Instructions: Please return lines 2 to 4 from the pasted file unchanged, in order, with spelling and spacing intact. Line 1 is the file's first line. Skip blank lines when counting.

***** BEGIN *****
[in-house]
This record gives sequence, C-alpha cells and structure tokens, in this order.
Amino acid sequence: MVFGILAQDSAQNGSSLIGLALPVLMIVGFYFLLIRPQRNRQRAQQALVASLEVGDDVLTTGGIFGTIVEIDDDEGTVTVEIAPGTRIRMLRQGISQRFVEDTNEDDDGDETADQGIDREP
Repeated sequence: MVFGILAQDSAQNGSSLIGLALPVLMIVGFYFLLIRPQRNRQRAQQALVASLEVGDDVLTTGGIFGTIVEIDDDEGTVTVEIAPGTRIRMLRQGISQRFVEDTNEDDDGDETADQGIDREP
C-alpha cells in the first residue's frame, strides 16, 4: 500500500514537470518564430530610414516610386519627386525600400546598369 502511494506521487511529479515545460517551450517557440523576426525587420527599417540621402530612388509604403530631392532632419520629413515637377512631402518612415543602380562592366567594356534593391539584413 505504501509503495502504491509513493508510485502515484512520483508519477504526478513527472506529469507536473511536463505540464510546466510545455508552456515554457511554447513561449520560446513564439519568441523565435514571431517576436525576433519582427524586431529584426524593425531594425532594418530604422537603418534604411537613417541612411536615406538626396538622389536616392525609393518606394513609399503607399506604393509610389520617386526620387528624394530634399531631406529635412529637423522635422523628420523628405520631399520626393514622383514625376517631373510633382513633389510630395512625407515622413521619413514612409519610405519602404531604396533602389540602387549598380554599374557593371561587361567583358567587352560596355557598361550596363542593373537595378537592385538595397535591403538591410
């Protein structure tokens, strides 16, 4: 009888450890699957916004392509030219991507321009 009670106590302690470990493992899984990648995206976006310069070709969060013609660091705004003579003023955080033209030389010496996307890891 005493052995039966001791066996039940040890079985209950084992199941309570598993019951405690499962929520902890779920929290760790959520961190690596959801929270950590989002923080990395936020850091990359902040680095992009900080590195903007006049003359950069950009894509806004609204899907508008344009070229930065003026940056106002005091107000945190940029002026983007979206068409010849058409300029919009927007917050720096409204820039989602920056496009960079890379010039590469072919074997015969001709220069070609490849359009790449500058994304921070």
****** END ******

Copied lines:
This record gives sequence, C-alpha cells and structure tokens, in this order.
Amino acid sequence: MVFGILAQDSAQNGSSLIGLALPVLMIVGFYFLLIRPQRNRQRAQQALVASLEVGDDVLTTGGIFGTIVEIDDDEGTVTVEIAPGTRIRMLRQGISQRFVEDTNEDDDGDETADQGIDREP
Repeated sequence: MVFGILAQDSAQNGSSLIGLALPVLMIVGFYFLLIRPQRNRQRAQQALVASLEVGDDVLTTGGIFGTIVEIDDDEGTVTVEIAPGTRIRMLRQGISQRFVEDTNEDDDGDETADQGIDREP